Having trouble getting your students to relate to climate change? Do they feel overwhelmed like there is nothing they can do? We can help!
Using wildlife as an integrating context can help make teaching about climate change more concrete. This webinar will highlight case studies of current state management practices that address wildlife responses to changing ecosystems. You'll also learn about best practices in climate change education and gain access to valuable resources.
Register in advance for this meeting:
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After registering, you will receive a confirmation email containing information about joining the meeting.
Jonathan Mawdsley - Bio coming soon!
Maggie Ernest Johnson is the Adaptation Program Manager for AFWA where she works across state, federal, and tribal natural resource agencies to promote and implement the National Fish, Wildlife, and Plants Climate Adaptation Strategy. Previously, Maggie worked at the Wildlands Network with a focus on habitat connectivity, large landscape conservation planning, and road ecology. She also served as a Peace Corps Volunteer in Ghana and was a Cooperative Education biology intern with the US Army Corps of Engineers. Maggie serves on the Standing Committee on Ecology and Transportation under the Transportation Research Board of NAS. She received her Masters in Environmental Management from Duke University and her B.S. in Environmental Technology from North Carolina State University.
Pat Harcourt is Project Manager for Maryland and Delaware Climate Change Education Assessment and Research (MADE CLEAR) project, based at University of Maryland Center for Environmental Science and funded by the National Science Foundation. Pat works to bring research-based climate change science into higher education, K12 classroom education, and informal education in Delaware and Maryland, and she serves on the Education and Communication workgroup of the Maryland Commission on Climate Change. Pat provides professional development for K12 and informal educators to carry out field studies related to climate change, engage with climate scientists, and use environmental data with their students.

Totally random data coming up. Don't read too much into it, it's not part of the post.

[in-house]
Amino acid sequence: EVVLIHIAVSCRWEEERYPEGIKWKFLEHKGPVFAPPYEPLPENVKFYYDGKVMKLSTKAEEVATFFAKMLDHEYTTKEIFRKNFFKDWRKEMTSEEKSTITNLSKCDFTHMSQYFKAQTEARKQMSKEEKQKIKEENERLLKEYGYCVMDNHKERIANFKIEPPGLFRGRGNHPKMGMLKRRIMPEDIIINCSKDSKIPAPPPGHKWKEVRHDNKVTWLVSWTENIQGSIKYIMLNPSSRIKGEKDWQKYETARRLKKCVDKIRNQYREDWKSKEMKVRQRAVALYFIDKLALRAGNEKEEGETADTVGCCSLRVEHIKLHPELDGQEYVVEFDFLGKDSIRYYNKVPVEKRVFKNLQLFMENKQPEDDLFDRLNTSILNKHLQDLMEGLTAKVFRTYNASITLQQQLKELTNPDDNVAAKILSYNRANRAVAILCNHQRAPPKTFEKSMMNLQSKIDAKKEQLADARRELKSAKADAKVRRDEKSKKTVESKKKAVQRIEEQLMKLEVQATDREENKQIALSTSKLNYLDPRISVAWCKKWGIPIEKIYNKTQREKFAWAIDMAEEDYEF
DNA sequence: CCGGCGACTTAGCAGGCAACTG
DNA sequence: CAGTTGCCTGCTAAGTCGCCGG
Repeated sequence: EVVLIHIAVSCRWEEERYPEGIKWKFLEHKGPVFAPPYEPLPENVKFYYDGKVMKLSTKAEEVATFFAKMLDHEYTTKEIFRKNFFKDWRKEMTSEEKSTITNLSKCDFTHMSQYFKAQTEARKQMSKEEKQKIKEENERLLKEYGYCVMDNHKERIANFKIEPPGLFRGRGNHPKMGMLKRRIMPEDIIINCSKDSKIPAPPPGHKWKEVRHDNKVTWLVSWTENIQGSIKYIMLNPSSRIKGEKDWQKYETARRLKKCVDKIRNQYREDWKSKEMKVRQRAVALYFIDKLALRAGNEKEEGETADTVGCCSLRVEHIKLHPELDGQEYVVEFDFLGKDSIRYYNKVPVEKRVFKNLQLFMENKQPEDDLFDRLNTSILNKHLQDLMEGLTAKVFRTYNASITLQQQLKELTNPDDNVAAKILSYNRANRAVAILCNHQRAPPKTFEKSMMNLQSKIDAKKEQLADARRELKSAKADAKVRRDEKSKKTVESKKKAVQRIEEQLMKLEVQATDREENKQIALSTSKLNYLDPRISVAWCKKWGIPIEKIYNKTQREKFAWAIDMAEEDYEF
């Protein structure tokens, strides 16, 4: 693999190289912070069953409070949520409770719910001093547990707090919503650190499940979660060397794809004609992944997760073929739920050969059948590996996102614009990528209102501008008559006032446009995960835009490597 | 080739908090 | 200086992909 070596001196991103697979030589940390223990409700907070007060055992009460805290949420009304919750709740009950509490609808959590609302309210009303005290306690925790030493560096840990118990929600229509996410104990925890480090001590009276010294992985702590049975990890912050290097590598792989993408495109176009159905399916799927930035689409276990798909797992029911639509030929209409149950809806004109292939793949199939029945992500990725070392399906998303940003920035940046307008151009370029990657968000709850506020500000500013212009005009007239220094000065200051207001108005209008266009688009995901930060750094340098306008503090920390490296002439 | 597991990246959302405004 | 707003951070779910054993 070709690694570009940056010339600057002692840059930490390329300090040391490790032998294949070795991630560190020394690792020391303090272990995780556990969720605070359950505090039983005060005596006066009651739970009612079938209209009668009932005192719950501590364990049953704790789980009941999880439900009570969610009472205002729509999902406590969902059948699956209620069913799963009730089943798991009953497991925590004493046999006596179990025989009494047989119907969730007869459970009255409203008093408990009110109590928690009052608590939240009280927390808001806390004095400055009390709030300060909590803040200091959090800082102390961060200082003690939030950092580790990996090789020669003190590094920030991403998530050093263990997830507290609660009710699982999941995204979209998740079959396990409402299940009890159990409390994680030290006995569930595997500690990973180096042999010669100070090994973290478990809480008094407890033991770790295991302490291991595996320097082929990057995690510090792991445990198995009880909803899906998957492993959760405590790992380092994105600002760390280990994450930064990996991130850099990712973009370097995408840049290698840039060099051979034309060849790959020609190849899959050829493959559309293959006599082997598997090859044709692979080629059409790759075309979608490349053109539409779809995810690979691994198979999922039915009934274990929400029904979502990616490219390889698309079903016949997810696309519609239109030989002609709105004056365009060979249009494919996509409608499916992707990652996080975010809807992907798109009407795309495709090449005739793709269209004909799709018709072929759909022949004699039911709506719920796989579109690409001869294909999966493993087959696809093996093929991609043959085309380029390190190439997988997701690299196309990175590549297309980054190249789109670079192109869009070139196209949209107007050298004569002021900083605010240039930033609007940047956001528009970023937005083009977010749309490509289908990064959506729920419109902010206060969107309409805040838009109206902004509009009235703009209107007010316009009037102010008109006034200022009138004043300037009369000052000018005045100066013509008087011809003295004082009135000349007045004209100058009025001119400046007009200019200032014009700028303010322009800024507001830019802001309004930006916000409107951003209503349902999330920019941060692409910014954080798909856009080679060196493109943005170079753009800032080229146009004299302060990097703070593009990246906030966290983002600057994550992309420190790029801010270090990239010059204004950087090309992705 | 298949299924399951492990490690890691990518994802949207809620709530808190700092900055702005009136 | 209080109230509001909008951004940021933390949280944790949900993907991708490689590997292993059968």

Marc LeFebre is a Program Manager at AFWA. Marc’s work with the Project WILD family of programs began in 2002 when he helped develop Flying WILD: An Educators Guide to Celebrating Birds. From 2002 to 2006, Marc served as the coordinator for the Flying WILD program, followed by serving as a manager for Project WILD from 2007 to 2018. Prior to joining the Project WILD team, Marc served as a program specialist for Texas Watch—training and networking organization for volunteer environmental monitors, as an elementary school teacher, and as a national park ranger. From 2013 to 2016, Marc served as Board President for Austin Youth River Watch, a youth development and environmental education organization for at risk high school students. Marc holds two bachelor’s degrees—in geography and applied learning development—as well as a master’s degree in geography. Marc is also certified as a Project Management Professional.